Charlie Chaplin and His Times
Charles Chaplin died in Switzerland in the early hours of Christmas Day, 1977. Just over two months later, the coffin containing his corpse was stolen from a cemetery in Vevey. The goal of the body snatchers, it turned out, was to make money rather than provide a metaphor for Chaplin’s art and life, but they were more successful in the second project than they were in the first. At the end of Modern Times (1936), Chaplin as the tramp, accompanied by Paulette Goddard as one of the cinema’s most engaging and implausible waifs, walks away from the camera down a road which has since been endlessly reproduced in films.
Disappearance was his mode, the body no longer where you thought it was, whether he was escaping from a cop or a bully in his early silent comedies, or hiding from Martha Raye in a greenhouse in Monsieur Verdoux (1947). “The image of his empty gravesite,” Kenneth S. Lynn says at the beginning of his new biography, “came to symbolize his historic elusiveness, as a person no less than as a performer, and the difficulties he presents to the biographer of pinning him down.” Joyce Milton, in her biography, Tramp, comments rather more loosely, “In a way it seemed fitting that even Chaplin’s passing…was marked by mayhem, mystery, and controversy.” Writing in this paper in 1964, F.W. Dupee movingly connected the idea of disappearance with an earlier moment in Chaplin’s life, and with Chaplin as the eluded rather than the eluder.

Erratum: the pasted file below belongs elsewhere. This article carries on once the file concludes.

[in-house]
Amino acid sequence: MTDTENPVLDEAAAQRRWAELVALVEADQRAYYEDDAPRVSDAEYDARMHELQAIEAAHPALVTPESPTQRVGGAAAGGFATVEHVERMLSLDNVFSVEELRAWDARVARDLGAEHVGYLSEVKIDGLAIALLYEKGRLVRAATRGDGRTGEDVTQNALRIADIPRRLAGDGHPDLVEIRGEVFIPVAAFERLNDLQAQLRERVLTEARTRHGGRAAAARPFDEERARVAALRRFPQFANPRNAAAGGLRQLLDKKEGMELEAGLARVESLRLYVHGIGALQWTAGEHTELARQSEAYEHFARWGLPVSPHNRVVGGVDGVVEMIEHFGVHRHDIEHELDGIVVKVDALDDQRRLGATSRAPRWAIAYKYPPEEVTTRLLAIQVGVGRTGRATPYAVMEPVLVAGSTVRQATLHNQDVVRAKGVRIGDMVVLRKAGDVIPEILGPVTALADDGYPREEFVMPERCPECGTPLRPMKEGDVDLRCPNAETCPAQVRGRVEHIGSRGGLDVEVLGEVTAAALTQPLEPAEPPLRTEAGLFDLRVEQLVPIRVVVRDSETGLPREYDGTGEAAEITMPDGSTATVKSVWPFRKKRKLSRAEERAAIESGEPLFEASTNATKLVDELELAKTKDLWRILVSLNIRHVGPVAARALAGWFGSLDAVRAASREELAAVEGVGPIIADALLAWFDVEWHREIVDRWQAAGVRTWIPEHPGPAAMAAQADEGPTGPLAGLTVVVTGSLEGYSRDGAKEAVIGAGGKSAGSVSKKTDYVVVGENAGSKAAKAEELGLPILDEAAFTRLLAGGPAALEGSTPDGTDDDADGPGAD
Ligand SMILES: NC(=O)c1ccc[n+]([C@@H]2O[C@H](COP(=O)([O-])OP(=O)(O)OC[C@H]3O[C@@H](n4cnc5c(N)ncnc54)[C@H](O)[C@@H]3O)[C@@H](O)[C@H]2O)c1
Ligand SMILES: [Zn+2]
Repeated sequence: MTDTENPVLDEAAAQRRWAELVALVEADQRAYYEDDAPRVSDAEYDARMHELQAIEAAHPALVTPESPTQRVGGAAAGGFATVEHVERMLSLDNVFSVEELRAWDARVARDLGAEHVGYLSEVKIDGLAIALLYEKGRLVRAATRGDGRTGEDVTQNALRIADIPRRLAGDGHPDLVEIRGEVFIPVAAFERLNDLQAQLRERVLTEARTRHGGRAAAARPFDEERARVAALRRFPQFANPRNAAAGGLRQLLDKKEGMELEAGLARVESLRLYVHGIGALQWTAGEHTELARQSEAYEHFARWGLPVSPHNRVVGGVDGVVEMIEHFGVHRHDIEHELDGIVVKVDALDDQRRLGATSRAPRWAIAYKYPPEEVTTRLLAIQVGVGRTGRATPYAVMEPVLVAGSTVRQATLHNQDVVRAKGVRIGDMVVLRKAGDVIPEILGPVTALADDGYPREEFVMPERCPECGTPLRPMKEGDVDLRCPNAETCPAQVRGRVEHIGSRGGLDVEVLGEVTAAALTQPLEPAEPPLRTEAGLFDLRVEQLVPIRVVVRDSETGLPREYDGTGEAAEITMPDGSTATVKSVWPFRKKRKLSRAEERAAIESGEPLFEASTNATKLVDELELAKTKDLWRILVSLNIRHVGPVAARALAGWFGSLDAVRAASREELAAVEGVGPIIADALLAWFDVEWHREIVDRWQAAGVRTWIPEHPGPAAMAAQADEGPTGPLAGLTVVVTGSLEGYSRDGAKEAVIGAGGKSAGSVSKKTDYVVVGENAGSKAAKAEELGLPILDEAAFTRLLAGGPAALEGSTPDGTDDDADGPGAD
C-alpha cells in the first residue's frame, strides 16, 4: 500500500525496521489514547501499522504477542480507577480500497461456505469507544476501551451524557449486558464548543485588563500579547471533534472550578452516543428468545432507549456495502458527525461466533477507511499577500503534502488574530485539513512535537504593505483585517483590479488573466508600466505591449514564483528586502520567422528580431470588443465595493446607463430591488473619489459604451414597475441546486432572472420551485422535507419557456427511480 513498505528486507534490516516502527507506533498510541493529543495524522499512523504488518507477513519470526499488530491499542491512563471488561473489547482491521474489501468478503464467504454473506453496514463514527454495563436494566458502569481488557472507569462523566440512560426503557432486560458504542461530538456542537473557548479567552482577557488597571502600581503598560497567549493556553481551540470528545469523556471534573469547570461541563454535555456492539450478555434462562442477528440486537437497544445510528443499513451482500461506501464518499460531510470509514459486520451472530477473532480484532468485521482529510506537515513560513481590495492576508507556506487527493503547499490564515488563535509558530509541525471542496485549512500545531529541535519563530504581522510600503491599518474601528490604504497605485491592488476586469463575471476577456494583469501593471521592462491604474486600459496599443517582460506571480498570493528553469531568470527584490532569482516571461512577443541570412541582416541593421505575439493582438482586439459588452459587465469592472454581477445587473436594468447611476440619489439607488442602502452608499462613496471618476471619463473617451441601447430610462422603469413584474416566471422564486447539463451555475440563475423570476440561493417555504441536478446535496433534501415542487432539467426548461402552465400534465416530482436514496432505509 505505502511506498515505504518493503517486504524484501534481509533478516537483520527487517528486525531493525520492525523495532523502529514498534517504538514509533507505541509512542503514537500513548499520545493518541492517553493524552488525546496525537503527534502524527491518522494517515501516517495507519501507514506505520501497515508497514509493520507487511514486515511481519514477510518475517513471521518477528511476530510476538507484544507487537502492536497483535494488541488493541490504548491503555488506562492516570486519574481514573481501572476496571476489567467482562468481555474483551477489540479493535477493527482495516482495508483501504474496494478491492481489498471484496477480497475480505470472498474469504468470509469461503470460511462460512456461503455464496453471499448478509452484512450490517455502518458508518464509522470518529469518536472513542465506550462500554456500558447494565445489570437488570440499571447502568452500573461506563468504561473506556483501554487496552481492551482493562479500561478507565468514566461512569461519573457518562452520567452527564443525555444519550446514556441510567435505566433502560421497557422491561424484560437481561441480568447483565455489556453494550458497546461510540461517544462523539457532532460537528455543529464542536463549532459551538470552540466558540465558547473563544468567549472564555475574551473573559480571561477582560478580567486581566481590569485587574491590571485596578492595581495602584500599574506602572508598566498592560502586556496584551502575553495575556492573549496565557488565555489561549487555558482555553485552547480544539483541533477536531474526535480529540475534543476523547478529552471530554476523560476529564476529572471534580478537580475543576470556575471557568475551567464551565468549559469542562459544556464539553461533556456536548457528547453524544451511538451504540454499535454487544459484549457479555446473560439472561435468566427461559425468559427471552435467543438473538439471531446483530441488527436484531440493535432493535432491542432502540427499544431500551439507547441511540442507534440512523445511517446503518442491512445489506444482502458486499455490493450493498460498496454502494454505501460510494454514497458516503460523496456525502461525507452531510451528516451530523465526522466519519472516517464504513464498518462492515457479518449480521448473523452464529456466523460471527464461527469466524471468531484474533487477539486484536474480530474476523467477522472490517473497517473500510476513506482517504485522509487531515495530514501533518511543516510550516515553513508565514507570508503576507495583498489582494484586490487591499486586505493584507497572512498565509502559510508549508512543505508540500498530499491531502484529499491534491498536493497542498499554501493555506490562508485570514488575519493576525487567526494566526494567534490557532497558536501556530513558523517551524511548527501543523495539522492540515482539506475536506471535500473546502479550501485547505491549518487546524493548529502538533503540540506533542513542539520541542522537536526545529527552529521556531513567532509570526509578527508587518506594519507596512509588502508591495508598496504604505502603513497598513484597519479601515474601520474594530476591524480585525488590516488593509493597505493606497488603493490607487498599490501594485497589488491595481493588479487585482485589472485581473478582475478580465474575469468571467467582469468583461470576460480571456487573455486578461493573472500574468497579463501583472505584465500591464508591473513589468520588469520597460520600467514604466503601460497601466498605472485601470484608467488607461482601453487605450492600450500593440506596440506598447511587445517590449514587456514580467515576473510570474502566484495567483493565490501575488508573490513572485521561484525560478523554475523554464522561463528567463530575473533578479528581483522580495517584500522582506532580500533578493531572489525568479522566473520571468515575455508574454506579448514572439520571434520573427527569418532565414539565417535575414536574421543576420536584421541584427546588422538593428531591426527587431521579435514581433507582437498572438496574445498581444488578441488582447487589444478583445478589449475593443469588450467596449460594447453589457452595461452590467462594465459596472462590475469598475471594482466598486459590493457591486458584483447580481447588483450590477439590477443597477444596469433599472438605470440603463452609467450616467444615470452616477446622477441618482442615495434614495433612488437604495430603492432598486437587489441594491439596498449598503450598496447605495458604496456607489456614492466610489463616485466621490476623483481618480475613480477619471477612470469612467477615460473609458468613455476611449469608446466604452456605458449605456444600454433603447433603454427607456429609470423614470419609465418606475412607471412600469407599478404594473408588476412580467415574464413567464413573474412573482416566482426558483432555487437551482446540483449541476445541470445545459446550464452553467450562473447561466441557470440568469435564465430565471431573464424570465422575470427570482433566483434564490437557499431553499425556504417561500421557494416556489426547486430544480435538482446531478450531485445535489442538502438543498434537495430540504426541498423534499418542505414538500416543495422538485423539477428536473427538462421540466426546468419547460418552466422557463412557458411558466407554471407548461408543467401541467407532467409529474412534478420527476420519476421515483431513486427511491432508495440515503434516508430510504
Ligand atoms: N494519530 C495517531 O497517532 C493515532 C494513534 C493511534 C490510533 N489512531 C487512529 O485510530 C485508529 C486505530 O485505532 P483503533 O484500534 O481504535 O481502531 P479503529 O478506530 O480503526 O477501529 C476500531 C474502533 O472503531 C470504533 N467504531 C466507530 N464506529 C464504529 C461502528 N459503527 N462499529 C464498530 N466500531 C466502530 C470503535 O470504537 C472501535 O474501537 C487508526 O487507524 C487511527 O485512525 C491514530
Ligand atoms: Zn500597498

His childhood was the scene, not of poverty and neglect alone, but of a more inclusive kind of distress. People and places were constantly disappearing. Some of them turned up again and again. But would they turn up the next time? Life was a perpetual vanishing act. Or wasn’t it?
The problem for Chaplin’s biographers, and indeed one of Chaplin’s own problems, was that he outlived his great films by quite a while, but couldn’t stay out of the political and legal limelight. He was born in London in 1889. His father, a music hall singer, was not at home at the time, and not much at home at any time. He seems to have left Hannah Chaplin, the boy’s mother, before the child was two, and saw his son only rarely thereafter. He died in 1901. Meanwhile Hannah Chaplin, possibly aided by a series of men friends, had been looking after Charles and his older brother, Sydney, but she was becoming increasingly unstable, and one day in 1903, after talking to a lot of dead and imaginary people, she declared that the floor of an infirmary room was the River Jordan and she could not cross it. She was certified insane, and after that spent much of her life in institutions for the mentally ill. “Vaguely I felt,” Chaplin wrote, “that she had deliberately escaped from her mind and deserted us.” A double disappearance: from her mind and …
This article is available to online subscribers only.
Please choose from one of the options below to access this article:
Purchase a print premium subscription (20 issues per year) and also receive online access to all all content on nybooks.com.
Purchase an Online Edition subscription and receive full access to all articles published by the Review since 1963.
Monsieur Verdoux in Color September 25, 1997